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The eagle-eyed amongst you will see that there isn’t actually a fuse in the fuse holder, but what appears to be fuse wire bent around the two ends of the holder! You can probably tell from the picture above which side glows as the heat has has discoloured it. That’ll definitely need some attention as that’s more than a fire risk at the moment!

So after sorting the monitor I decided to have a quick look around the inside of the cabinet. Externally, the cabinet was in great condition with only a few edges requiring some attention, so I expected similar inside:

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I mentioned earlier in this post that the power supply had ‘popped’ and clearly someone has decided to ‘have a look’:

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I’ve got the cabinet powered up using a switcher at the moment, so this will come out and be the first ‘victim’ of my first attemp at replacing capacitors. I’m sure the lid will straighten out too with a bit of coaxing.

You’ll notice in the picture above that there’s also a manual in the bottom of the cabinet:

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I need to get the hoover in the bottom of this cab, so I’ll rescue these at that point. I’ve learned my lesson in the past with blind hoovering, so I had a quick look around the bottom of the cabinet to see if there was anything loose:

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I spied a couple of loose screws in the bottom so used the handily provided drinking straw the have a dig around and see what else was hiding. I came up with some interesting results:

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So we have a full set of spare original fuses (that’ll come in handy with the monitor issue we have!), two monitor mounting screws, a wingnut, a screw used in various places throughout the cab and four small screws. The smaller screws intrigued me the most as they looked remarkably like the screws used to attach the restrictor plate to the underside of the joystick. As there are only four screws that hold this plate in place, this warranted a quick flip of the control panel:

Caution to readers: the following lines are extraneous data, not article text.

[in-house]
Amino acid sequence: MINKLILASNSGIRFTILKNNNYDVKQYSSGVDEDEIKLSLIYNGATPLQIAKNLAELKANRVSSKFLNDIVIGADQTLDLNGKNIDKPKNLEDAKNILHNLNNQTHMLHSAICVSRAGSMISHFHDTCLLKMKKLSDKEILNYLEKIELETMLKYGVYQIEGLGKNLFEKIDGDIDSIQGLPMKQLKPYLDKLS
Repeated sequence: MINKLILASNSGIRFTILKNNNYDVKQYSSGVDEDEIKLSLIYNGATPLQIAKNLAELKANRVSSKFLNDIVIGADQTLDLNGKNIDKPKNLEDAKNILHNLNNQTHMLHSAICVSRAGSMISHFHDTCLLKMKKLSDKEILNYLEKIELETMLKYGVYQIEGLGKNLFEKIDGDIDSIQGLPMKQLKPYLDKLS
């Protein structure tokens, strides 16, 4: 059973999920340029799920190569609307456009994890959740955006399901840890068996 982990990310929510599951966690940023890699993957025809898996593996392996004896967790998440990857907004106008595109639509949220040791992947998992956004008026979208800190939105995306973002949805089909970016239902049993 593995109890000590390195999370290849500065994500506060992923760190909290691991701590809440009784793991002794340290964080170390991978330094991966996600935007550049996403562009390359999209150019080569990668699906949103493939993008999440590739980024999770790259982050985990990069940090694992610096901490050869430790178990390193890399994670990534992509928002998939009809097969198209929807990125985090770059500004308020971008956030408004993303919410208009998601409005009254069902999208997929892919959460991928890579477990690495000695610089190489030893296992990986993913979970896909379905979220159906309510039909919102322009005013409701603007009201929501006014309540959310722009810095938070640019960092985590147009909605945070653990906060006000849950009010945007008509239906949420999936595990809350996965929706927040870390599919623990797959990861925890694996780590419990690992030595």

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Clearly this plate has been moving around for a few years, this has also meant the restrictor plate hasn’t worn like they normally do. As I had the control panel out anyway I thought I’d best put these screws back. Unfortunately, only two of the screws actually had thread on them as two had had the threads worn off completely (most likely the reason they were in the bottom of the cabinet!). I put back what I could until I could get to my parts bin (I have a number of new ones of these screws from MikesArcade):

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I put the control panel back and as I went to close the coin door, I noticed the number on the coin counter:

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That’s a nice low count, so it’s no wonder the cabinet is in the shape it is.

So that’s where I left things for the evening. With the picture back to where it should be on the monitor meant I could put the cab into the lineup, but I’m going to sort that ‘fuse’ first as I don’t like the way it glows at the moment. Maybe I could make use of another one of my discoveries: